“Supreme Ultimate Boxing” is what an East Asian martial art form called Tai Chi means when literally translated. This “Traditional Taoist” form of combat is said to have originated from China. Apparently, Tai Chi is practiced not only as a form of “self defense” but also to derive “health” benefits. Furthermore, this form of combat comprises of a training techniques that include traditional as well as the modern style. As of today, Tai Chi as a form of martial art is popular all around the world.
a. History/origin of Tai Chi:
According to the cultural history of China, the concept of Tai Chi or taiji has its roots deeply embedded in the Taoist and Confucian philosophy. Furthermore, it basically fuses elements belonging to “yin and yang”, and is represented by a “taijitu” symbol. It is also said that that the concept of Tai chi has been based on theories related to Neo-Confucianism (i.e. a concept that combines Taoist, Buddhist, and Confucian traditions) that existed especially during the Song dynasty. In addition, a Taoist monk named Zhang Sanfeng during the 12th century is supposed to have combined theories and practical skills and thereby systemized “Tai Chi” as form of martial art. However, the validity of Sanfeng being the creator of this form of combat has been debated by modern researchers. In fact these researchers state that any relationship between Sanfeng and this form of combat must only be taken as a political metaphor and nothing else. In other words, there appears to be no confirmed story regarding the development of Tai Chi.
b. Weapon used in the Tai Chi:
There are several weapons used in the Tai Chi, and they are as follows:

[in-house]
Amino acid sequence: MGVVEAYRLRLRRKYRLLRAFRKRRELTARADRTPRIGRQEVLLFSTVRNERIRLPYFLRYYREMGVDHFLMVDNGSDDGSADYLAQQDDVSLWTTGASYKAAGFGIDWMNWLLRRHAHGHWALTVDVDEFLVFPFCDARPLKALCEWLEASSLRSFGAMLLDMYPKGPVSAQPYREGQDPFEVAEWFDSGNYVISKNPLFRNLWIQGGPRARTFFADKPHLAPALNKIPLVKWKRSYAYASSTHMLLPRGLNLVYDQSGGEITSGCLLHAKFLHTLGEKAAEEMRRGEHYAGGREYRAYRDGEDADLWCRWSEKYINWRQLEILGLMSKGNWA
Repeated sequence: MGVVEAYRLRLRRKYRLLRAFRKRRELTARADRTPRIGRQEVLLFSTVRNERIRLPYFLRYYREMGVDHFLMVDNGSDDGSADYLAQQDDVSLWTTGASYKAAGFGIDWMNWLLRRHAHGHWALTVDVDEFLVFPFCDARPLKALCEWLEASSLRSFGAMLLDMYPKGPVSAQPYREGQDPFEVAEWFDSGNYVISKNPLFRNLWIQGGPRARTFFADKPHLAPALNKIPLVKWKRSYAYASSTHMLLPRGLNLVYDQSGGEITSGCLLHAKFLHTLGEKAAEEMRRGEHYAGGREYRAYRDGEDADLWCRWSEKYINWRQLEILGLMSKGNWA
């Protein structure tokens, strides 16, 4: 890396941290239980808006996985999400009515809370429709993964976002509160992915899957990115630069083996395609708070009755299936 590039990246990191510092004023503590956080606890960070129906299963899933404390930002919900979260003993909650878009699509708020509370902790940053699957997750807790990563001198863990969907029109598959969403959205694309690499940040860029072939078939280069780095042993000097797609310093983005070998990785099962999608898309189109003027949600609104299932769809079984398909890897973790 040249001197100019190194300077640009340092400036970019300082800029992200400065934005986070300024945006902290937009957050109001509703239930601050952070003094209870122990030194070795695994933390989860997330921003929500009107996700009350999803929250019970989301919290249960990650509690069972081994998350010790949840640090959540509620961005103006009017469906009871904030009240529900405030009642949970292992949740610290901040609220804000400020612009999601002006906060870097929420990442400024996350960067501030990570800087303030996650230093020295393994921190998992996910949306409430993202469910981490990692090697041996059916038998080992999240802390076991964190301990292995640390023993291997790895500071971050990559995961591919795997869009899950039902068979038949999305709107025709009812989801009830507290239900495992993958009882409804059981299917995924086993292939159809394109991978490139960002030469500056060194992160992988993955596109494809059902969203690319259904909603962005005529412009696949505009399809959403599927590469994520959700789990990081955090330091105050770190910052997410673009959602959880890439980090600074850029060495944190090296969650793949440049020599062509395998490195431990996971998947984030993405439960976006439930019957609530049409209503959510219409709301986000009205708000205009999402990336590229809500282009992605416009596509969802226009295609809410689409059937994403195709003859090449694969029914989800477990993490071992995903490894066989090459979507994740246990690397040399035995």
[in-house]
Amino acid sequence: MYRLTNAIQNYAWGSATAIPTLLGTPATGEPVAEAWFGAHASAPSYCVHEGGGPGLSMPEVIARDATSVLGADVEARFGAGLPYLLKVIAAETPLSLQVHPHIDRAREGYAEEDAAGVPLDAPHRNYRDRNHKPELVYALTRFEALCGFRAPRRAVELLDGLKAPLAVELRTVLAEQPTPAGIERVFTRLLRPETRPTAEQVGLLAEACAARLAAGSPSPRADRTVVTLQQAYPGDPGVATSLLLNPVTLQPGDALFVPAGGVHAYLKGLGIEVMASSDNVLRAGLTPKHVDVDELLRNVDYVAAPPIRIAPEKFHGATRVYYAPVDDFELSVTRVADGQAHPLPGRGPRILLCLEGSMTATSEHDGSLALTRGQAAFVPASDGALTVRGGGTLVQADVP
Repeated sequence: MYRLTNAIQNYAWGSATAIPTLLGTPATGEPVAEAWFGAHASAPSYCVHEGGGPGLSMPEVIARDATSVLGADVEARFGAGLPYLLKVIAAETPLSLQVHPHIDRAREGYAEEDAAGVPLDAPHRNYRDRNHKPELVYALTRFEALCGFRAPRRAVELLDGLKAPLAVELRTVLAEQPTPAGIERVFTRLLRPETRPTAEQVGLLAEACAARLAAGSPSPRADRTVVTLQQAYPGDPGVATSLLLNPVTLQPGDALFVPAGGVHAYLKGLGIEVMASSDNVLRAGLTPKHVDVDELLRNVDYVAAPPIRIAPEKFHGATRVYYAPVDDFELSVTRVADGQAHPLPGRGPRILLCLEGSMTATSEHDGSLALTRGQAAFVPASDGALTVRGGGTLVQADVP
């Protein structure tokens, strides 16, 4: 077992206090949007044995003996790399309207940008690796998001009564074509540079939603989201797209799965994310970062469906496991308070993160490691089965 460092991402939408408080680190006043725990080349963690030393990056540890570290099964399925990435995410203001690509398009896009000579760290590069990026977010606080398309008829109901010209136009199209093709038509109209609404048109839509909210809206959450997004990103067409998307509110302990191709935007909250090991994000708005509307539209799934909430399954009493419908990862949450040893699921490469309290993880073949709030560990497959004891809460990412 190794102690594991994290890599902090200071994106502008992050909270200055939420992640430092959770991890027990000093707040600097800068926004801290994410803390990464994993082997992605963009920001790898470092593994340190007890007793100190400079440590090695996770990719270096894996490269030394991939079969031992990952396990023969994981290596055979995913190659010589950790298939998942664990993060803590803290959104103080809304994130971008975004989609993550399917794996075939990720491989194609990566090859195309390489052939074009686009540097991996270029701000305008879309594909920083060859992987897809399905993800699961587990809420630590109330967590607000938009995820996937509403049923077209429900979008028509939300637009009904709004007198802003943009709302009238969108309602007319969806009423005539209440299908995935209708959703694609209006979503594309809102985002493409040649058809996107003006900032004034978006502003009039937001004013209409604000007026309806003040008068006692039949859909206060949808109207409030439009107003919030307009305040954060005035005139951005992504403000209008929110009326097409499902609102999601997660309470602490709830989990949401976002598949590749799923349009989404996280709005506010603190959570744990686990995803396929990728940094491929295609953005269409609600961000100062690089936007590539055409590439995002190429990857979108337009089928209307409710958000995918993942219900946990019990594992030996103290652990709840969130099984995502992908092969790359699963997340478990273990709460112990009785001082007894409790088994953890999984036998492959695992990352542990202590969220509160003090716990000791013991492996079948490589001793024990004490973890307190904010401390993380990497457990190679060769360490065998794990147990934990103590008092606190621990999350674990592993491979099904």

- The Jian: A straight double edged sword.
- The Dao: A heavier curved sabier.
- The Tieshan: A folding fan also known as “Shan”.
- The Gun: A wooden staff that is usually 2 meter long.
- The Qiang: Comprises of a spear that is 2 meter long and a lance that is 4meter long.
A few additional weapons may also be used and they include:
- Dadao and Podao: Large sabres.
- A cane:
- Sheng Biao: A rope dart.
- Sanjiegum: A three sectional staff.
- Feng Huo Lun: Wind and fire wheels.
- Whips: Chain and steel whips.
c. Technique involved in the Tai Chi and training availability:
In terms of technique, Tai Chi involves the use of two key components. These essential components are as follows:
- Taolu: Also referred to as “solo forms”. It includes the use of slow body movements with high emphasis on the individual maintaining a straight spine, abdominal breathing, and natural range of motion.
- Tuishou: Also referred to as “pushing hands”. It includes the use of more practical based body movement training. In addition, this form of training requires a partner.
As for training centers/schools, there are number of them available around the world for those interested in learning this “Traditional Taoist” form of martial art.